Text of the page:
The first novel in ten years from award-winning author Leif Enger, Virgil Wander follows the inhabitants of a Midwestern town in their quest to revive its flagging heart. Suffering from a concussion and possibly hallucinations after his car plunges into the icy Lake Superior, Virgil, the middle-aged town clerk and owner of a decrepit money pit of a movie theater, decides to take his emergence from the lake as a sign of rebirth.
Virgil’s narration is a joy: he lost his adjectives in the crash, making for their gleeful insertion each time he remembers one. Enger populates down-on-its-luck Greenstone with true characters—charming Virgil, his love interest, friends, and not-quite-friends, and even some wily wildlife—and gives them diverting plotlines aplenty, but the focus of his bright and breathing third novel feels mostly like life itself, in all its smallness and bigness, and what it means to live a good one.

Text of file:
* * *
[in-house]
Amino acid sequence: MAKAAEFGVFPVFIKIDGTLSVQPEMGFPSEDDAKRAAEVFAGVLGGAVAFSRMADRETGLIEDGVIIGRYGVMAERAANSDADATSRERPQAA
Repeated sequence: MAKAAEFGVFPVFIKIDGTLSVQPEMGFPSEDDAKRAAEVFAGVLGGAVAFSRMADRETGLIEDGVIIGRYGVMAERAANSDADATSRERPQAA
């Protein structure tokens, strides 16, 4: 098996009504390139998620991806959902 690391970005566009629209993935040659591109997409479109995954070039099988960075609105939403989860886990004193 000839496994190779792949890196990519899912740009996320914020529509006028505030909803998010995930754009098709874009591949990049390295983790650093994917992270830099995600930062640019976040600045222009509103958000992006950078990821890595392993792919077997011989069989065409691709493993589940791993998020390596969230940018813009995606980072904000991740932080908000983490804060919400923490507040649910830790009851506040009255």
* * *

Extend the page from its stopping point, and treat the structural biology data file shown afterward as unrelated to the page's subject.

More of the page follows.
It’s an expansive vision Enger has, peopled with pretty regular folks but with room for romance and redemption, the drama of the everyman and the everyday ... Enger’s peculiar blending of poetic plainness and self-conscious artifice is such that, if you aren’t rolling your eyes at that Hiawathan tall tale, then you can be sure you’ve been expertly led into the realm of fiction where everything is possible...
... Virgil Wander... is one of the most engaging protagonists I’ve encountered in years ... Reading the novel is like walking into your beloved uncle’s bachelor pad: Every page is packed with curios and brimming with delightful nostalgia. But the nostalgia is well modulated ... Enger’s first novel in 10 years marks him as a foremost stylist. His prose is rhapsodic, kaleidoscopic and — I’ll say it — enviable. Even more enviable is the rare feat of writing a comedic literary novel that is also a page-turner ... Virgil Wander is a lush crowd-pleaser about meaning and second chances and magic.